Narrative of the Life of Frederick Douglass - Rhetorical Modes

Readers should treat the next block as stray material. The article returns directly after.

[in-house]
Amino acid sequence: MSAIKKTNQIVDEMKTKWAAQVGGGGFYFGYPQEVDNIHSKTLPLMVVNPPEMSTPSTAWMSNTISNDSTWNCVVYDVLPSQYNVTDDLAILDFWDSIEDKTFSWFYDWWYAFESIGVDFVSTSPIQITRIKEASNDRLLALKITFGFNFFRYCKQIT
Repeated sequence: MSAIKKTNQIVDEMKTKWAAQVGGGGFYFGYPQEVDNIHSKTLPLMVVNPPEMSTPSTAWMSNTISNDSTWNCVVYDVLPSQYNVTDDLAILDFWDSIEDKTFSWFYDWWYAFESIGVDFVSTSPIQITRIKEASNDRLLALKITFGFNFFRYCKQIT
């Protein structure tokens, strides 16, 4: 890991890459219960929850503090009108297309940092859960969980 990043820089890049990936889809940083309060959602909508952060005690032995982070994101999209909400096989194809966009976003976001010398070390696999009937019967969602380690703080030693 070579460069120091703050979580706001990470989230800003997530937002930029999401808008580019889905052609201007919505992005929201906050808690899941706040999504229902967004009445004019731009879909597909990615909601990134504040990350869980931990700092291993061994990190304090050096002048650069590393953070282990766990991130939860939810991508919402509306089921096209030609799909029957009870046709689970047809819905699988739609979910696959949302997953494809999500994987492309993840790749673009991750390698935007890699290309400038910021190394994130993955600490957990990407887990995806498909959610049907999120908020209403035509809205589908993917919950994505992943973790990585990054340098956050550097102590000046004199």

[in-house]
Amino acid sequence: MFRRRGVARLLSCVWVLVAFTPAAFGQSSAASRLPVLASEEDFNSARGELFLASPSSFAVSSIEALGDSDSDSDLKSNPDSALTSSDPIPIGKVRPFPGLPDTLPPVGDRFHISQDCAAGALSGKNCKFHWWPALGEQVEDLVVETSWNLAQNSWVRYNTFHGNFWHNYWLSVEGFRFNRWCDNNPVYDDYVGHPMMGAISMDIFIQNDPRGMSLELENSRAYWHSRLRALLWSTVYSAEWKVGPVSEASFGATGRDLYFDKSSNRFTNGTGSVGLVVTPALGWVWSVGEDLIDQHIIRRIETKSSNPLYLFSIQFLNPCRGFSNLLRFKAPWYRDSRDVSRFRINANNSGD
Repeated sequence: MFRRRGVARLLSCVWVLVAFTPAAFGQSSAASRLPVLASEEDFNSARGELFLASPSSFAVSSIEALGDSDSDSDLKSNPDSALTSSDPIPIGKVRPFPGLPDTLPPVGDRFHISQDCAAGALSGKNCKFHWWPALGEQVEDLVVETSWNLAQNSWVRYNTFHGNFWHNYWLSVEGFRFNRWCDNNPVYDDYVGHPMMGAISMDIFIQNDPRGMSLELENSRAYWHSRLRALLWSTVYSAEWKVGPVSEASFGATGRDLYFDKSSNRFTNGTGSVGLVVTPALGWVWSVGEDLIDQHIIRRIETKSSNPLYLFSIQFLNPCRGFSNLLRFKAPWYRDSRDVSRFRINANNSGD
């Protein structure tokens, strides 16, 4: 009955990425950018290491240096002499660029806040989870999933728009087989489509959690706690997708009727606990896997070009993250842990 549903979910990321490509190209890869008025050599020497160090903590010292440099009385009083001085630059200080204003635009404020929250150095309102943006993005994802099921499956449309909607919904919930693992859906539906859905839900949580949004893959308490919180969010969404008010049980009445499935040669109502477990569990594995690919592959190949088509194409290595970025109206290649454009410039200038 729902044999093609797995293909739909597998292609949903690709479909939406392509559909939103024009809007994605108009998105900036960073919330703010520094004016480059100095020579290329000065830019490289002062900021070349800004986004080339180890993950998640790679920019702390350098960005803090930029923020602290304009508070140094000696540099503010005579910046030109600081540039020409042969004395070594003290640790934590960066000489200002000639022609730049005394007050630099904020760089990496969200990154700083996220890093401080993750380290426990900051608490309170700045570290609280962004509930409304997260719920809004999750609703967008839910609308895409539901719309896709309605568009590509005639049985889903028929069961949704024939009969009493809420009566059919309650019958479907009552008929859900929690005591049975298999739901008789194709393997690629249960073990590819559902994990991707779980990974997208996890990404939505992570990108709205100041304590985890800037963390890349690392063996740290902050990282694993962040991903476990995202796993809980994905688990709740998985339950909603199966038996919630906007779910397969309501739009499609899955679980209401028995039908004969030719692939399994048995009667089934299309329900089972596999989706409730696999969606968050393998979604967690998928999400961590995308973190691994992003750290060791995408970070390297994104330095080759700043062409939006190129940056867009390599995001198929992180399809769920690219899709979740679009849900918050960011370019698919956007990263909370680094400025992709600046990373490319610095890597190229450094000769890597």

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In Narrative of the Life of Frederick Douglass, Douglass argues that slavery is wrong. He believes that slaves are not powerful enough to rise up and fight for their rights. However Douglass had the courage to escape from slavery and become a free man. He said, “You have seen how a man was made a slave; you shall see how a slave was made a man.” In his narrative, he uses pathos, logos and ethos to show how slaves were mistreated and didn’t have the strength to fight for freedom. Douglass uses narration as his main rhetorical mode and keeps a serious, dignified tone throughout the novel. Frederick Douglass uses all three of Aristotle’s appeals, pathos, logos and ethos, in the novel. He uses pathos to show how miserable slaves were throughout their lives. For example he tells how mothers and their babies are separated at birth to break a bond of affection. Douglass’s mother, Harriet Bailey, once traveled twelve miles at night just to see him. Douglas uses logos to show how slaves were unaware of basic rights and privileges that any human being should have. For example he believed it was wrong that he didn’t know his own age while other white kids were able to find out. Another example is how slaves were not fed enough food and how they were constantly starving. He believed slaves were humans just like anyone else, so they should get same amount of food as anyone else living. Douglass uses ethos to help identify himself to the reader. He talks in a serious manner so that readers would respect him and understand his need for change. Frederick Douglass uses narration as his main rhetorical mode. Narration works best because it sequences the events in Douglass’s life from the day he was a slave boy to when he was a free man. Narration helps the reader see clear sequences that Douglass witnessed separate from what was going on during this time period.
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